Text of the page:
January 21, 2008 7:46 AM PST

Australian government revs up license plate cameras

Australian government revs up license plate cameras
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CrimTrac, the Australian government's criminal information and intelligence agency, is taking the first steps toward developing a nationwide automatic number plate recognition system to capture the vehicle details of suspects and citizens alike.

Australia already has some ANPR systems fitted to existing road surveillance equipment, including speed cameras, to scan and read the license plates of passing vehicles at a rate of up to five or six cars a second. Once captured, the data is checked against a database featuring a "hot list" of registration numbers and plates.

"We have various agencies across a number of states already using ANPR technology," said Darren Booy, ANPR program manager for CrimTrac.

"At the moment, we're conducting a scoping study to determine the feasibility of implementing a national ANPR network," he said.

The study will conclude late this year, after which a report will be issued to police ministers across the country and a range of other government departments at state and federal levels.

According to Booy, CrimTrac expects a national rollout will take anywhere between one to four years, depending on the response to the report and how long it takes to secure funding for the project.

One of the most extensive ANPR networks has already been installed in the U.K. The nationwide rollout was implemented in 2003 by the Home Office and 23 police forces across England and Wales, to allow police to trace vehicles that have been stolen or used in crimes.

"We looked at the U.K. experience as part of the study; it's probably the most advanced integration of ANPR technology anywhere in the world, and we'll draw on those experiences, but primarily it will have to suit the Australian context," said Booy.

Booy told ZDNet Australia that part of the study will involve an initial approach to market, offering vendors the chance to express their interest in partnering with the government, CrimTrac, and the various state and territory police forces to develop the surveillance network.

CrimTrac will also be conducting a comprehensive privacy impact assessment in conjunction with the scoping study after widespread use of the technology overseas raised the concerns of privacy advocates.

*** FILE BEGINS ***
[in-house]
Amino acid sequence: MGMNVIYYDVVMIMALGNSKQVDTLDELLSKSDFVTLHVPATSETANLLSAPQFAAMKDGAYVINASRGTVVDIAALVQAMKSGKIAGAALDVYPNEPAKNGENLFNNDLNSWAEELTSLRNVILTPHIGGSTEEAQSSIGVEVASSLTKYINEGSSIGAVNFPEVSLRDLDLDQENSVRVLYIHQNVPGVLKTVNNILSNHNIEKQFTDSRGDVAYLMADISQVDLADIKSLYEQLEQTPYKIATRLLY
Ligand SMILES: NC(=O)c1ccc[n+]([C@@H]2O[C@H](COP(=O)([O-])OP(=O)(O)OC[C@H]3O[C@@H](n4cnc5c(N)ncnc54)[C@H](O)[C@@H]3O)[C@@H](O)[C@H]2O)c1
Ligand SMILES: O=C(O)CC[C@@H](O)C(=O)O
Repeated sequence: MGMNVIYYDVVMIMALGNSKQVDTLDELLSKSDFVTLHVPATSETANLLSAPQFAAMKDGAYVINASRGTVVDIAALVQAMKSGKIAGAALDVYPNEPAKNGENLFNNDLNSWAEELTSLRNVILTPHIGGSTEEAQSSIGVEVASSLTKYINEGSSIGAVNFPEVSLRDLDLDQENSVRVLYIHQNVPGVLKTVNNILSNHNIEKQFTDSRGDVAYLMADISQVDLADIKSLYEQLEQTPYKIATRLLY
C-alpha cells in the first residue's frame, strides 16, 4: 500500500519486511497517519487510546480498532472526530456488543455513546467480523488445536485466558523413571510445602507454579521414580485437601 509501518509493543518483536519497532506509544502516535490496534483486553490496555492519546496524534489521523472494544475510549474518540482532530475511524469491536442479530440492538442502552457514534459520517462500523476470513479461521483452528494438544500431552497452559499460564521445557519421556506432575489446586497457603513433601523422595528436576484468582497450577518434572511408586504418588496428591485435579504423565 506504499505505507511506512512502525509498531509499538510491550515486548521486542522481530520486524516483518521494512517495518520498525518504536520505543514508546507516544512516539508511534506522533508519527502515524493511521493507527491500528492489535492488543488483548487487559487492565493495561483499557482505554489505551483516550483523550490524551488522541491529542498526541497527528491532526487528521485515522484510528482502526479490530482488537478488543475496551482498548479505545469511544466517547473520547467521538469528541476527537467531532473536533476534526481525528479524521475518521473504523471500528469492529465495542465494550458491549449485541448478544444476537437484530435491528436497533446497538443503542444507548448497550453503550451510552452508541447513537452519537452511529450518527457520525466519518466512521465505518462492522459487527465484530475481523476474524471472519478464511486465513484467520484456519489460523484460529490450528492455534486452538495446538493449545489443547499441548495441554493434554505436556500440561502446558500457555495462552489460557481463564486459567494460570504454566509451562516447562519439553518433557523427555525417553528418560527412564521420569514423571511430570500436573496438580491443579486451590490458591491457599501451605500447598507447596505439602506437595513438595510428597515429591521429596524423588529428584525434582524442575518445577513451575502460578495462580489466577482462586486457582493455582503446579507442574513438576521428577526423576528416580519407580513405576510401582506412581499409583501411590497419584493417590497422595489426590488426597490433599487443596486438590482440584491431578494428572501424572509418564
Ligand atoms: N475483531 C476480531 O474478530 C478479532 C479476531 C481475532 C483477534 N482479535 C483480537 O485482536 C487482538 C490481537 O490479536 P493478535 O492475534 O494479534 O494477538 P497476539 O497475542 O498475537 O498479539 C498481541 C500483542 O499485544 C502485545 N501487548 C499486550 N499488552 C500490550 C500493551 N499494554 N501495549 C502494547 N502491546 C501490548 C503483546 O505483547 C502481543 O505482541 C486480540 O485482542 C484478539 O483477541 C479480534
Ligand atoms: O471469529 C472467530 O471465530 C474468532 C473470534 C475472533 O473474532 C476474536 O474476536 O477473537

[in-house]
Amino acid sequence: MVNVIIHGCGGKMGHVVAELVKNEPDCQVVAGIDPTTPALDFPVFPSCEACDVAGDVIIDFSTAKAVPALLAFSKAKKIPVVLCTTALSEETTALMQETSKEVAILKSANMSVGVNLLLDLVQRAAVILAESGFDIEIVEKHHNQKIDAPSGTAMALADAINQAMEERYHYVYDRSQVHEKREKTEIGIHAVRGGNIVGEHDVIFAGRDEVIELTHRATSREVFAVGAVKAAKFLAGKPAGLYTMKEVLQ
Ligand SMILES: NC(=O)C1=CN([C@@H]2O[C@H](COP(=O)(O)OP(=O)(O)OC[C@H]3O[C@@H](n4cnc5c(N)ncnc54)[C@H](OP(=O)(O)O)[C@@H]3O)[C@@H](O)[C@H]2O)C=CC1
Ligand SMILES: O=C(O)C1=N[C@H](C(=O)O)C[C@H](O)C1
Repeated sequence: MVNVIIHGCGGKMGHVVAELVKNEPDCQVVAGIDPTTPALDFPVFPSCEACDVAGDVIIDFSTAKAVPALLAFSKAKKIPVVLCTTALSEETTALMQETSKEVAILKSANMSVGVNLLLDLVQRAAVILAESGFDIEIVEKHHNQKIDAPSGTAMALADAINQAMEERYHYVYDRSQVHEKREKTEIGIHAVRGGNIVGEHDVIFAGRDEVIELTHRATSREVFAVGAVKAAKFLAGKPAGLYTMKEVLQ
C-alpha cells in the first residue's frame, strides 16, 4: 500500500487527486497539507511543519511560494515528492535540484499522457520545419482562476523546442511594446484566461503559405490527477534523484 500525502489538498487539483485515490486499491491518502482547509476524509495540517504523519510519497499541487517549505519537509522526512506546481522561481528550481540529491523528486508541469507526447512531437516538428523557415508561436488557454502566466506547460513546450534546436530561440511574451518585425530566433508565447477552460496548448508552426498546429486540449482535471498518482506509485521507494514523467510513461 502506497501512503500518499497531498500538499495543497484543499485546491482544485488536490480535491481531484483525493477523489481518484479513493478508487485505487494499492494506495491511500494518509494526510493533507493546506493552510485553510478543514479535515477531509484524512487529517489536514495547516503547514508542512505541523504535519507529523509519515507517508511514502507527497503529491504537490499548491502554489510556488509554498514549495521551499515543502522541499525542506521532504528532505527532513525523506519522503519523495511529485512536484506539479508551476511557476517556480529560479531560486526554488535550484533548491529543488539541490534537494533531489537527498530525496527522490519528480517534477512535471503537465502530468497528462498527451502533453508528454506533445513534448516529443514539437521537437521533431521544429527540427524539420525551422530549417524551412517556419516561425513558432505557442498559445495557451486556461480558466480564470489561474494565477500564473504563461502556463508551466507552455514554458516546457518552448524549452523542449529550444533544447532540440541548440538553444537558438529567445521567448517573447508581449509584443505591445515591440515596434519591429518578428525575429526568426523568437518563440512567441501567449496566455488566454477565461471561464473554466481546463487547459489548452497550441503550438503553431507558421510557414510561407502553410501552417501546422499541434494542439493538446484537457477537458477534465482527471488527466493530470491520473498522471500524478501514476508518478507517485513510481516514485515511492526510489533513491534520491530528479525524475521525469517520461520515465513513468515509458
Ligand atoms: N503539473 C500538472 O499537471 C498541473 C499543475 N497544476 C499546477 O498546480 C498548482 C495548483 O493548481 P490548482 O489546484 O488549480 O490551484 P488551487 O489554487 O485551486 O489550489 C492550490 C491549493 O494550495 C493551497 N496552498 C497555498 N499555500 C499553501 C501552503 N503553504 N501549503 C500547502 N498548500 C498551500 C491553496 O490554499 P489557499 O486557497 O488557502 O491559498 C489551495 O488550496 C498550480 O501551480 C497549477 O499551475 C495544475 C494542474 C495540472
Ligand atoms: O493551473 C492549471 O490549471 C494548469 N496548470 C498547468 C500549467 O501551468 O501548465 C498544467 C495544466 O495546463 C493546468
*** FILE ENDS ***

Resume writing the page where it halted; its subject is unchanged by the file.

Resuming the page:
"In developing this system we're very conscious of complying with all stipulated privacy regulations and protections," said Booy.

"What we're looking at is about enhancing public safety, so the benefits to law enforcement have to be considered relative to privacy."

Marcus Browne of ZDNet Australia reported from Sydney.

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9 comments

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License Plate Scanning
This kind of stuff makes me very uneasy. Computers and advances in technology seems to be giving government the ability to track our every move.

What's next? Do we get Borg implants and transmitters in our heads so the government can track our every move in order to "Keep Us Safe"?
Posted by Greg5A (113 comments )
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Entrapment
My parents live in Australia and over the years must have paid thousands of dollars in fines thanks to these hidden cameras. They are strategically placed to generate as much revenue as possible and will flash if you are doing a mere 5K's (3 miles) over the limit. Not only are there privacy issues involved, they operate under the elusion of saving lives, which they have been not proven to do anyway.
Posted by AJ Pants (143 comments )
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also...
this can be used to track political dissidents, and other people who have not committed crimes but are not liked by TPTB.
Posted by volterwd (466 comments )
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Interpretive speed limits
Once I was doing the legal 60K on a four-lane inner surub road in Melbourne -- and a cop pulls alongside and yells, "Move it, you're holding up traffic.

Yair, the average speed along there in morning rush hour was 80K. They didn't put out the speed camera at that spot until about 9:15 ...

The open road speed limit used to be 110K but they dropped it back to 100. But in outback Queensland, on what's called development roads, the signs are still 110. These roads have alternate sections of one sealed lane and gravel on the other side. Meeting a road train along there is kinda exciting ...
Posted by NoVista (274 comments )
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read again
The cameras don't make them speed you bozo. As I said, they are strategically placed, such as in zones that quickly drop from 80 to 60 Ks an hour.
That's entrapment.
Posted by AJ Pants (143 comments )
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your the clown
None of your supposed info is in the article (or your previous post for that matter) and strategically placed or not people are expected to follow them. Instead of taking it up on CNET and acting like a chile you should be writing your local news or politician.
Posted by volterwd (466 comments )
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